The Claimants were employed by a charity, CCL. They formed a team working in adult services for Coventry Council in connection with two contracts between CCL and the Council for the provision of accommodation support for homeless people. CCL’s work involved: Making an assessment of potential service users; allocating a support worker to those accepted to the service; developing a tailored support plan to the service user and supporting them in accordance with the plan; providing a floating support service once the service user moved on from CCL’s accommodation to other accommodation.
The Council provided its services to the homeless under 22 separate contracts with different providers. It wished to merge these services and those for ex offenders into one single point of contact. SAT were awarded this contract. Initially CCL were intended to be a sub contractor but this did not happen. SAT utilised its own hostel and acquired another hostel in order to service the contract.
SAT operated the service in a different manner to CCL. It had an assessment centre where service users were assessed and those with low or medium needs were found private rented accommodation. Those with high need were admitted to an assessment unit with a support care plan. The user would then go into accommodation which, if it was to be supported, would be in one of SAT’s hostels. The service was provided to those over the age of 25 rather than 18 as previously, and the time spent in supported accommodation was markedly shorter than before. The support workers hours of work were also different.
The ET Judgment
The key issue in the case was whether the activities remained fundamentally the same before and after the transfer. Whilst there were the differences summarised above, the EJ held that the fundamental activity was the provision of accommodation and the input of a support worker to facilitate the individual returning to mainstream private accommodation. He did not consider that the 24 hour concierge attendance compared with the on call 24 hour support was a fundamental difference between the two activities. Nor was the fact that dispersed accommodation was offered before and hostel accommodation was offered afterwards, constituted a fundamental difference in activity. The outcomes by which the Council measured the provision of the service were identical both before and after the change.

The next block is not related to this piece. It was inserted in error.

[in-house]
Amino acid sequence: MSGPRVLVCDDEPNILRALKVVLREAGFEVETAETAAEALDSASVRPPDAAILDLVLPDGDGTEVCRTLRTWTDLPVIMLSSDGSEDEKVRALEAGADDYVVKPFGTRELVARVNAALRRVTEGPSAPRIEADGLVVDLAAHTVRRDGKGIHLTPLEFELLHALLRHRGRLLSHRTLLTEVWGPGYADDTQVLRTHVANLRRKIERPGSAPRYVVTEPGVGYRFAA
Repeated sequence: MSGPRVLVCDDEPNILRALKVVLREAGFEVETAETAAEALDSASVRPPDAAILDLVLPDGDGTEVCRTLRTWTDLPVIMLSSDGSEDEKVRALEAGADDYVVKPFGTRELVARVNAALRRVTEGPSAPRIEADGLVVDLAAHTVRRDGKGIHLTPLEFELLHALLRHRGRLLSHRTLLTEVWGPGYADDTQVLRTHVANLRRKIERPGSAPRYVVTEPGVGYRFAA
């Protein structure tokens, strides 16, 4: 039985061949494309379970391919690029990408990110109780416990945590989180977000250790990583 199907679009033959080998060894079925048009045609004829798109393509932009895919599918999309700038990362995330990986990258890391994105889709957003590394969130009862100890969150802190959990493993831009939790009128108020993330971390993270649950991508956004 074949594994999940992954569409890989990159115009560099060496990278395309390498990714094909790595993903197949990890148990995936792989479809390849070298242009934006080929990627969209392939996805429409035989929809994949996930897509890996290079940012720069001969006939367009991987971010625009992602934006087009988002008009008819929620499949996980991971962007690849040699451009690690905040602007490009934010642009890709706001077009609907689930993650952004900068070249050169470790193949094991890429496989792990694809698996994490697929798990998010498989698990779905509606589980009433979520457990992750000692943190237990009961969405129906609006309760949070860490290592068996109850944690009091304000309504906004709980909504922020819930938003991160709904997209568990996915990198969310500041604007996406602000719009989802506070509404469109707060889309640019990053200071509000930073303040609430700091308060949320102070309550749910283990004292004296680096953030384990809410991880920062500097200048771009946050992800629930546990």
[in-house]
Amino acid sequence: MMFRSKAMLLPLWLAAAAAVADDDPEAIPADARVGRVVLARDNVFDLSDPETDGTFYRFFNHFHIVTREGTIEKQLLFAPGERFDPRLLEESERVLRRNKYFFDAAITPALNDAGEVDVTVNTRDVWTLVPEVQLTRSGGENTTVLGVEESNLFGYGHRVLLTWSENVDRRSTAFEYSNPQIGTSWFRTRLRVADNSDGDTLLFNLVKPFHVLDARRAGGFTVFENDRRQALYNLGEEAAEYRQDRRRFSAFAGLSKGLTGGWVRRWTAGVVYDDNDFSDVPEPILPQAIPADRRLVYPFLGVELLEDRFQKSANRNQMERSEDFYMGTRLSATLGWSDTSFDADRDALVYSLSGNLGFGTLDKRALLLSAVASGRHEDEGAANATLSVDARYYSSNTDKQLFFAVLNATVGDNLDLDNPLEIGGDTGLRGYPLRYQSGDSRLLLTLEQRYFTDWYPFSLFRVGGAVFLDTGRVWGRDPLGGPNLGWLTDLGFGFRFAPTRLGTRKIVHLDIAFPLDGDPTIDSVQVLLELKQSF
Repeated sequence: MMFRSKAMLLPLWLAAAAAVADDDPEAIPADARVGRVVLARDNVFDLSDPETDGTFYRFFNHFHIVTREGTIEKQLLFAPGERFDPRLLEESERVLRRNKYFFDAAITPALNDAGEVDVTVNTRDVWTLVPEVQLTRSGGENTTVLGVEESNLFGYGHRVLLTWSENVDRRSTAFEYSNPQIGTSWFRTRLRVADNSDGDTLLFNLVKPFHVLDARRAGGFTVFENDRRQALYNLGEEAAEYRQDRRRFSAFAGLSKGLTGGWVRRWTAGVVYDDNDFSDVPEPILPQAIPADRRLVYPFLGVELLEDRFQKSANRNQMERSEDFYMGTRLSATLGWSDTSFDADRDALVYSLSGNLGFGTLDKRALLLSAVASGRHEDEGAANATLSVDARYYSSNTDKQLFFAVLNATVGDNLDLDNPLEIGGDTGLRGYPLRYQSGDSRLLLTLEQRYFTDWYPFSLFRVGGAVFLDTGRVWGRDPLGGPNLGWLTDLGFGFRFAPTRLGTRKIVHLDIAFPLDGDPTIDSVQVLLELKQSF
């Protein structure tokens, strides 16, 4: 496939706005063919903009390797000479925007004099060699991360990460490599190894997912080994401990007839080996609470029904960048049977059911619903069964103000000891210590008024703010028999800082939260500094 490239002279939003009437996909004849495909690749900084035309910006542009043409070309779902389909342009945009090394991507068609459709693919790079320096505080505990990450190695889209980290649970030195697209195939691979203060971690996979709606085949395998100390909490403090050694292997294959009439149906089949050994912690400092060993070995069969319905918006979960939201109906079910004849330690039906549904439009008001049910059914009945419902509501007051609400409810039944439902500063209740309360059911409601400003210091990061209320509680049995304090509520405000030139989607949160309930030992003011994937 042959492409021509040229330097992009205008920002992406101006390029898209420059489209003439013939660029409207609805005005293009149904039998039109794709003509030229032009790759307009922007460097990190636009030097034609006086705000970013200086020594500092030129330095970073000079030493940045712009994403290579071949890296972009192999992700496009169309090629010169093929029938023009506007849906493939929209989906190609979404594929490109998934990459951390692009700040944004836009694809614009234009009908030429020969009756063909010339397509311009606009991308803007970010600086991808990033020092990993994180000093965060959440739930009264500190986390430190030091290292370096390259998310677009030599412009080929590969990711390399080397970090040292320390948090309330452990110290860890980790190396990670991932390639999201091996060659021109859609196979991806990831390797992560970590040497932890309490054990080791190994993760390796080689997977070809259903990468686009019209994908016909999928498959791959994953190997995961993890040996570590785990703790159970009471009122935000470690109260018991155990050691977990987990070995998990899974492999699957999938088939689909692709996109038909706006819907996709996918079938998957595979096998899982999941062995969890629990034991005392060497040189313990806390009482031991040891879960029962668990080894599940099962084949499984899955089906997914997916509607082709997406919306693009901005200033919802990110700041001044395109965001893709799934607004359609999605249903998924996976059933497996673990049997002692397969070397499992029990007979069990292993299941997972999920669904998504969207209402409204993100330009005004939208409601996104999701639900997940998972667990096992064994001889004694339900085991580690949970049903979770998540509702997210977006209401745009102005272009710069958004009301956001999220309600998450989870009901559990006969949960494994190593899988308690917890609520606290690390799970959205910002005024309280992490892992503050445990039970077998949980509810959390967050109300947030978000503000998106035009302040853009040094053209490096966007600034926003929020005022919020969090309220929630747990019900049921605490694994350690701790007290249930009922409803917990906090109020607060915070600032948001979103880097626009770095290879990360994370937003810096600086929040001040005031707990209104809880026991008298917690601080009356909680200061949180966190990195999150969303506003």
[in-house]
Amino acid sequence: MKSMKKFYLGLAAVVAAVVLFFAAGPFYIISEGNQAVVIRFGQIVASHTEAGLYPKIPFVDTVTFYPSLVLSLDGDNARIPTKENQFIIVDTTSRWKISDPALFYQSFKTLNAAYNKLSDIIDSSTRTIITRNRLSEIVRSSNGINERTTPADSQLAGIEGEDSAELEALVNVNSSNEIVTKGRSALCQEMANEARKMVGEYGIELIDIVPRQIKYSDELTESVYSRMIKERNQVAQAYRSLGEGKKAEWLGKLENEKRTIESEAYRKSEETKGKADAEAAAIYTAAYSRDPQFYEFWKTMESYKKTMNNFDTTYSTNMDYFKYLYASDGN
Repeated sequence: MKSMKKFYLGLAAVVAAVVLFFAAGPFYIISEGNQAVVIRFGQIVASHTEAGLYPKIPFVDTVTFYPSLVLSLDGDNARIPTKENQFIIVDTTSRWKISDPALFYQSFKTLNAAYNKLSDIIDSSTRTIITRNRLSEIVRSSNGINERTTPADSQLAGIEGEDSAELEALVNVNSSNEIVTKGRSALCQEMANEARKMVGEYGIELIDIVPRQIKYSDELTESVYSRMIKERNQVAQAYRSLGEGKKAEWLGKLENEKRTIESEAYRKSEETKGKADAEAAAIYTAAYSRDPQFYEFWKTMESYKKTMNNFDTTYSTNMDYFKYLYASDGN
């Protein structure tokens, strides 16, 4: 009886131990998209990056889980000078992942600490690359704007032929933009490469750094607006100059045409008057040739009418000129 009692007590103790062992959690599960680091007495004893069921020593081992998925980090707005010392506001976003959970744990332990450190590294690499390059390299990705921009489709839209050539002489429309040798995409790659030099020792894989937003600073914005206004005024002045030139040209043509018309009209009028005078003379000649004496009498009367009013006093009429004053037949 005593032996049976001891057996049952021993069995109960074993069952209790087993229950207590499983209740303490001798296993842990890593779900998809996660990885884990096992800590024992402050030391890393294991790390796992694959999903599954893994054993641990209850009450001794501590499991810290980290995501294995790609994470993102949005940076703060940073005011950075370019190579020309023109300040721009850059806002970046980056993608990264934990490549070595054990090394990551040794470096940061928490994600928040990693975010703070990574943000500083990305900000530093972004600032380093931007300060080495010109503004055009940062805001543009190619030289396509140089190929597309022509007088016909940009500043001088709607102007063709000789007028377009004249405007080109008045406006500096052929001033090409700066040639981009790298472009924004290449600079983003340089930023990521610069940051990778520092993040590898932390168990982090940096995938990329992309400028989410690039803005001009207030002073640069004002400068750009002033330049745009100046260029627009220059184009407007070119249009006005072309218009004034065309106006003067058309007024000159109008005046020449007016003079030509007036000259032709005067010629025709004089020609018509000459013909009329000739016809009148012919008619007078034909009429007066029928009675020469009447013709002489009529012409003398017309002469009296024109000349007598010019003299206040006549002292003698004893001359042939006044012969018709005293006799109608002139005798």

The EAT Judgment
SAT appealed and, in essence, argued that the activities before and after the transfer were not fundamentally the same. The EJ approached the matter too generally and in a simplistic way and that the activities should have been more clearly defined.
The EAT (HHJ Richardson) held at  to 
- The EJ was correct. A pedantic and excessively detailed definition of “activities” would risk defeating the purpose of the SPC provisions. Arch Initiatives v Greater Manchester West Mental Health NHS Trust applied.
- In this case the EJ had steered a correct course between the twin dangers of over generalisation and pedantry.
- An argument that the EJ had erred by referring to fundamental differences rather than the activities being fundamentally the same was rejected. He had used the language of “fundamental difference” in antithesis, in direct opposition, to the phrase “fundamentally the same” and in doing so was rejecting the contentions of SAT that the features in question were such that the activities were not fundamentally the same.
Concluding remarks of the EAT
At  HHJ Richardson expressed concern about the cost and expense of resolving an issue such as this and suggested that some form of speedy dispute resolution procedure was highly desirable.
Winning the argument as to the definition the activity is often critical in an SPC case. For the transferor this often means seeking a broad interpretation and for the transferee a more narrow and focused definition. A considerations of how to define this issue is something that needs to be addressed when giving advice at the outset and not left until the Tribunal hearing.
I will be writing a separate post on the suggestion of an early dispute resolution procedure.